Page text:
On the Impressionist Trail: Château d’Auvers-sur-Oise Restored to its Former Glory

On the Impressionist Trail: Château d’Auvers-sur-Oise Restored to its Former Glory

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©GillesFey

Just 30 minutes from Paris, the Château d’Auvers-sur-Oise, in its 5-hectare park setting, was constructed by a rich Italian financier at the court of Catherine de Medici around 1635. The village of Auvers-sur-Oise is famous because it’s where Vincent Van Gogh lived the last 70 days of his life. The chateau is set on a hilltop framed by beautiful gardens inspired by the Villa d’Este, near Rome, with pools, fountains and two orangeries. (This landscaping has been beautifully revised by a young team of enthusiastic horticulturalists who go by the name of Robin des Bois.)

Today, after a two-year €5.3 million facelift, the chateau has reopened showcasing an exciting immersive tour concept. “Vision Impressioniste, Naissance et Descendance” (Impressionist Vision, Birth and Progeny) was designed and developed by the OMEO agency.

©GillesFey

The 8-space circuit – alternating virtuality and reality – is punctuated with rooms exhibiting the Val d’Oise department’s impressive art collection including works by  Gustave Caillebotte, Charles François Daubigny and Claude Monet. “We’re building a bridge between the old and the young, the traditional and the modern”, explains OMEO’s Ysabel Sequeira, artistic director of the project.

There’s a work in progress on the easel in the perfectly reproduced painter’s studio – as well as the model’s chair and artist’s equipment, brushes, palettes, tubes of paints, including those of Lefranc-Bourgeois who developed the screwcap in 1859.

©OlivierGaulon

In another magical space a soundtrack by “Antonin Leymarie pour OMEO” reproduces the voices of artists and art dealers such as Paul Durand-Ruel and Emile Bernard all precisely documented with letters, testimonies and newspaper article excerpts read by actors.

And, highlighting how Impressionism was a source of inspiration for other artists and movements, the visit concludes with works by Monet and abstract artists of the last century such as Vassily Kandinsky, Clyfford Still, Mark Rothko and Joan Mitchell.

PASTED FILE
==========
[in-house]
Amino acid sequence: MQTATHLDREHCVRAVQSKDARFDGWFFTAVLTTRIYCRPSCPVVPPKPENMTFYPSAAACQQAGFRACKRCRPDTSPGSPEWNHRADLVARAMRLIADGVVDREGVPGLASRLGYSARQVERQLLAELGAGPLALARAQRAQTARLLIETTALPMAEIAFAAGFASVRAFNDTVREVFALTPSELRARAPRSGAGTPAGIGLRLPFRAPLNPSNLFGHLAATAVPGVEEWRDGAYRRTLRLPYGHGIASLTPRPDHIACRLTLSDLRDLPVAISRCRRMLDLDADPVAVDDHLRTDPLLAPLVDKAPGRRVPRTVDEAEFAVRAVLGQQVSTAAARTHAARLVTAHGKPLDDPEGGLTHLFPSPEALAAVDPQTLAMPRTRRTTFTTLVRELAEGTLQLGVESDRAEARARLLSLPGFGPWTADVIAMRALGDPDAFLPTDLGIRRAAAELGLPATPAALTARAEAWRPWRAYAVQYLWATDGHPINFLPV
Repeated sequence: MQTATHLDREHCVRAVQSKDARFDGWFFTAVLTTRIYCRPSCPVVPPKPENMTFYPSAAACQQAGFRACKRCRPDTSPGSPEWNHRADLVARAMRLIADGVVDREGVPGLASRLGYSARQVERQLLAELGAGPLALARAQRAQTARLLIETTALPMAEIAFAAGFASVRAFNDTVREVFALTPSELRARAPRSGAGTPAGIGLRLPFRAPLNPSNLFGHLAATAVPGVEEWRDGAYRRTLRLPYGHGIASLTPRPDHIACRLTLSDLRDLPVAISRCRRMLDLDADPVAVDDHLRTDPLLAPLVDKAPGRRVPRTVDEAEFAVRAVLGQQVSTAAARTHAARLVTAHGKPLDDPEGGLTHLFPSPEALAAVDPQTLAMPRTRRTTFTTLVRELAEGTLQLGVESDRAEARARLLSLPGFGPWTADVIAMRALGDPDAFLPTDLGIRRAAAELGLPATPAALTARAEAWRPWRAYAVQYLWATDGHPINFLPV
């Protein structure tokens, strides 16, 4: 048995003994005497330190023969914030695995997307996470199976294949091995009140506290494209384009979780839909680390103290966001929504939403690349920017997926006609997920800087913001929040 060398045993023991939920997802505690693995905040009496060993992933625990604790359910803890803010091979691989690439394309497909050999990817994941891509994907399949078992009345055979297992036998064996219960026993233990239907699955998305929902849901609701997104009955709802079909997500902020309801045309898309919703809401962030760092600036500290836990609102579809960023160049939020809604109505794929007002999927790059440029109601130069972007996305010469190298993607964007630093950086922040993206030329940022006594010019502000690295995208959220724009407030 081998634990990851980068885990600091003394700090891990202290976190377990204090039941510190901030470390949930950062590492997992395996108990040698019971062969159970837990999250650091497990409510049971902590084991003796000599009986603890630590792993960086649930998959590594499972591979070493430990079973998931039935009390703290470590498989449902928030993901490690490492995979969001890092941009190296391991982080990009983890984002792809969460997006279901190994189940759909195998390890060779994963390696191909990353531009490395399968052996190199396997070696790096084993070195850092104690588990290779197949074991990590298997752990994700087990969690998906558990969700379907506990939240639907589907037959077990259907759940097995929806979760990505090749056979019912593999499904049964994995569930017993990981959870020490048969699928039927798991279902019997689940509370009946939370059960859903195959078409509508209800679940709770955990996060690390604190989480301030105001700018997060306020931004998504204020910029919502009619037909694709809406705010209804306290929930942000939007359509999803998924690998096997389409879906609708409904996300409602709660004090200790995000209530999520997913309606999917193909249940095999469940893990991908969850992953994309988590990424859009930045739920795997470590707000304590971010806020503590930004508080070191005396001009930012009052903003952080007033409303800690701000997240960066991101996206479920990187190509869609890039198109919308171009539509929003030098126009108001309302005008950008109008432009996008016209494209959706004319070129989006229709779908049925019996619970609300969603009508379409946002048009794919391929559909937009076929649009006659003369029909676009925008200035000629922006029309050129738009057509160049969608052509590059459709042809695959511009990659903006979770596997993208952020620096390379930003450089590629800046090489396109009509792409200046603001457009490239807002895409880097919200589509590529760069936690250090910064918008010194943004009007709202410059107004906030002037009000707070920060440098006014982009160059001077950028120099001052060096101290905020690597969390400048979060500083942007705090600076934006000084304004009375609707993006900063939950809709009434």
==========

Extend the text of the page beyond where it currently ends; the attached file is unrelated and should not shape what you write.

In 1890, the artist Camille Pissarro advised his friend Vincent Van Gogh to “come and live in Auvers, because of the light and Doctor Gachet”. Opposite the Château there’s is a wooden sign directing the traveler towards the “Maison du Docteur Gachet.” In Auvers-sur-Oise it seems that not much has changed since Van Gogh lived, painted and died nearby (1890), cared for by Doctor G, who Van Gogh famously depicted in oil, the original of which hangs in the Musée d’Orsay, Paris.

Lunch, take tea, snack or dine at the Château where the French Art de Vivre continues. Le Nymphée’s chef Grégory Urios and his brigade combine terroir, tradition and modernity as in Savory crayfish éclair, mascarpone and bergamot mousse; Guinea fowl with autumn vegetables and Apricot and nougat Mirebeau. A must have on the menu is the Château Smoked Scottish Salmon Sashimi. Menu Express €14, Menu des Artistes €34, Lunch Menu du Nymphée €27, Children’s menu €10 Dinner, starter, main, dessert with drinks included €49 or A La Carte. See more.

Need to Know:

Tarif: €15. Children aged between 6-18, costs €9, and under 6 have free entry. Château d’Auvers is located 30 minutes from Paris and 40 minutes from Versailles and Beauvais.

Getting there:

Driving from Paris: Take the Paris A86/A15, then A115, direction Cergy-Pontoise. Exit Auvers-sur-Oise, direction Château d’Auvers.

By train: Gare du Nord towards Valmondois, change at Valmondois station for Auvers-sur-Oise. Gare St Lazare towards Pontoise: change at Pontoise station for Auvers-sur-Oise.

Auvers-sur-Oise’s address book

Chateau d’Auvers, rue de Léry, 95430, Auvers-sur-Oise, Tel: 01 34 48 48

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Born in Hampton, Middlesex, UK, Margaret Kemp is a lifestyle journalist, based between London, Paris and the world. Intensive cookery courses at The Cordon Bleu, London, a wedding gift from a very astute ex-husband, gave her the base that would take her travelling (leaving the astute one behind) in search of rare food and wine experiences, such as the vineyards of Thailand, 'gator hunting in South Florida, learning to make eye-watering spicy food in Kerala;pasta making in a tiny Tuscany trattoria. She has contributed to The Guardian, The Financial Times Weekend and FT. How To Spend It.com, The Spectator, Condé Nast Traveller, Food & Travel, and Luxos Magazine. She also advises as consultant to luxury hotels and restaurants. Over the years, Kemp has amassed a faithful following on BonjourParis. If she were a dish she'd be Alain Passard's Millefeuille “Caprice d'Enfant”, as a painting: Manet’s Dejeuner sur l’herbe !

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